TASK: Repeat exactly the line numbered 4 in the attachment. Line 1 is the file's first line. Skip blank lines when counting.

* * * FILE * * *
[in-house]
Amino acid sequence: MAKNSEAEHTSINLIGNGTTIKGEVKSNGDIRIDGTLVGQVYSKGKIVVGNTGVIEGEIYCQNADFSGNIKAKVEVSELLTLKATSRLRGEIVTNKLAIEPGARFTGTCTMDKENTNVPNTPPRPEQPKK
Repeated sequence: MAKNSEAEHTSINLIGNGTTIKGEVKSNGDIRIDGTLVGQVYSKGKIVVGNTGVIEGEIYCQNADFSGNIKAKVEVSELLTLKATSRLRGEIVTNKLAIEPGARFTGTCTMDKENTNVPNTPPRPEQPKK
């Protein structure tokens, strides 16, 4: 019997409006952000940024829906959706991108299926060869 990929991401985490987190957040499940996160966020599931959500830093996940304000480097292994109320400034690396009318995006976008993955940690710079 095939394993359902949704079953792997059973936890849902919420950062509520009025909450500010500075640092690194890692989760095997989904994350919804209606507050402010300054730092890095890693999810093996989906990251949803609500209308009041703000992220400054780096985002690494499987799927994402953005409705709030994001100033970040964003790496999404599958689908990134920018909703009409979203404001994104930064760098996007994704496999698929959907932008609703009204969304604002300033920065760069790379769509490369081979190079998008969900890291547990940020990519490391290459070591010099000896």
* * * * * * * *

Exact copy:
């Protein structure tokens, strides 16, 4: 019997409006952000940024829906959706991108299926060869 990929991401985490987190957040499940996160966020599931959500830093996940304000480097292994109320400034690396009318995006976008993955940690710079 095939394993359902949704079953792997059973936890849902919420950062509520009025909450500010500075640092690194890692989760095997989904994350919804209606507050402010300054730092890095890693999810093996989906990251949803609500209308009041703000992220400054780096985002690494499987799927994402953005409705709030994001100033970040964003790496999404599958689908990134920018909703009409979203404001994104930064760098996007994704496999698929959907932008609703009204969304604002300033920065760069790379769509490369081979190079998008969900890291547990940020990519490391290459070591010099000896």